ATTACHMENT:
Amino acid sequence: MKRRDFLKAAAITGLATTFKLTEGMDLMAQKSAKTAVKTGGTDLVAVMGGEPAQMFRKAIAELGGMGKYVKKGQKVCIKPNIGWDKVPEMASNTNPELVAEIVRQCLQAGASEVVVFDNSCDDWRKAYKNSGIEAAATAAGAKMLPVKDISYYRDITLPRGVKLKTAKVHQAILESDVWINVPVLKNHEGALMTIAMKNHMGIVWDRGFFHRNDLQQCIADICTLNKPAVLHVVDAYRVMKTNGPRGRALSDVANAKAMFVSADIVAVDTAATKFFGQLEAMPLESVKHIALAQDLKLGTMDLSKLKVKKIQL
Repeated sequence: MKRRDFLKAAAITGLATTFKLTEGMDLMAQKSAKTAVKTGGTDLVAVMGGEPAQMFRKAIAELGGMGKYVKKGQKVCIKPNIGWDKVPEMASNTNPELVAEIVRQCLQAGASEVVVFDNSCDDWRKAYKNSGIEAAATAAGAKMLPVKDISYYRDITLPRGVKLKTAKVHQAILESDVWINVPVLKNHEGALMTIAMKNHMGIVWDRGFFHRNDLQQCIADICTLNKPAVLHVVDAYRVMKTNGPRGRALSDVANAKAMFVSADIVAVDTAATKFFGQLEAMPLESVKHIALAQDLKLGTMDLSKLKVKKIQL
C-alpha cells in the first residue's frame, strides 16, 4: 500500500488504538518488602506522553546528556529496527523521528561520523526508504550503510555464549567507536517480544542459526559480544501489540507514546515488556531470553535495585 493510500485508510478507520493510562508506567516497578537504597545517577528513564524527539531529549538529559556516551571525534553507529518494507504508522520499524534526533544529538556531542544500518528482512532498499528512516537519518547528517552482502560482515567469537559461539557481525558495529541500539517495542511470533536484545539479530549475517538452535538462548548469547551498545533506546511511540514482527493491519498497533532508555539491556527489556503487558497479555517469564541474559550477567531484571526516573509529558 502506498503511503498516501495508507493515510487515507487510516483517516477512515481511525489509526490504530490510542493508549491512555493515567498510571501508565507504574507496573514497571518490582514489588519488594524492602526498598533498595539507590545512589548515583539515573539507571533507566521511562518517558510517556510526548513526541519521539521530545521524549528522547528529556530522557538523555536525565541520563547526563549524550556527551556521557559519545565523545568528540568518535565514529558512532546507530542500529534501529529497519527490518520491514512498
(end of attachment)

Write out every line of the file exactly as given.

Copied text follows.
Amino acid sequence: MKRRDFLKAAAITGLATTFKLTEGMDLMAQKSAKTAVKTGGTDLVAVMGGEPAQMFRKAIAELGGMGKYVKKGQKVCIKPNIGWDKVPEMASNTNPELVAEIVRQCLQAGASEVVVFDNSCDDWRKAYKNSGIEAAATAAGAKMLPVKDISYYRDITLPRGVKLKTAKVHQAILESDVWINVPVLKNHEGALMTIAMKNHMGIVWDRGFFHRNDLQQCIADICTLNKPAVLHVVDAYRVMKTNGPRGRALSDVANAKAMFVSADIVAVDTAATKFFGQLEAMPLESVKHIALAQDLKLGTMDLSKLKVKKIQL
Repeated sequence: MKRRDFLKAAAITGLATTFKLTEGMDLMAQKSAKTAVKTGGTDLVAVMGGEPAQMFRKAIAELGGMGKYVKKGQKVCIKPNIGWDKVPEMASNTNPELVAEIVRQCLQAGASEVVVFDNSCDDWRKAYKNSGIEAAATAAGAKMLPVKDISYYRDITLPRGVKLKTAKVHQAILESDVWINVPVLKNHEGALMTIAMKNHMGIVWDRGFFHRNDLQQCIADICTLNKPAVLHVVDAYRVMKTNGPRGRALSDVANAKAMFVSADIVAVDTAATKFFGQLEAMPLESVKHIALAQDLKLGTMDLSKLKVKKIQL
C-alpha cells in the first residue's frame, strides 16, 4: 500500500488504538518488602506522553546528556529496527523521528561520523526508504550503510555464549567507536517480544542459526559480544501489540507514546515488556531470553535495585 493510500485508510478507520493510562508506567516497578537504597545517577528513564524527539531529549538529559556516551571525534553507529518494507504508522520499524534526533544529538556531542544500518528482512532498499528512516537519518547528517552482502560482515567469537559461539557481525558495529541500539517495542511470533536484545539479530549475517538452535538462548548469547551498545533506546511511540514482527493491519498497533532508555539491556527489556503487558497479555517469564541474559550477567531484571526516573509529558 502506498503511503498516501495508507493515510487515507487510516483517516477512515481511525489509526490504530490510542493508549491512555493515567498510571501508565507504574507496573514497571518490582514489588519488594524492602526498598533498595539507590545512589548515583539515573539507571533507566521511562518517558510517556510526548513526541519521539521530545521524549528522547528529556530522557538523555536525565541520563547526563549524550556527551556521557559519545565523545568528540568518535565514529558512532546507530542500529534501529529497519527490518520491514512498